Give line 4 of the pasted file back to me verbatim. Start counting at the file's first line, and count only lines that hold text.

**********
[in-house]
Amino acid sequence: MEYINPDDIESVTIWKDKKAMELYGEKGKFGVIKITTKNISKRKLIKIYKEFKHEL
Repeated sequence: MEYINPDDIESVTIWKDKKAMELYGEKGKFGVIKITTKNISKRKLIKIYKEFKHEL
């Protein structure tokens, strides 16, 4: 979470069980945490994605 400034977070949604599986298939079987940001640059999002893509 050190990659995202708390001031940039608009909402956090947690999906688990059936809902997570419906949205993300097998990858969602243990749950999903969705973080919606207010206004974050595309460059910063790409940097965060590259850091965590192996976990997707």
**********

């Protein structure tokens, strides 16, 4: 979470069980945490994605 400034977070949604599986298939079987940001640059999002893509 050190990659995202708390001031940039608009909402956090947690999906688990059936809902997570419906949205993300097998990858969602243990749950999903969705973080919606207010206004974050595309460059910063790409940097965060590259850091965590192996976990997707």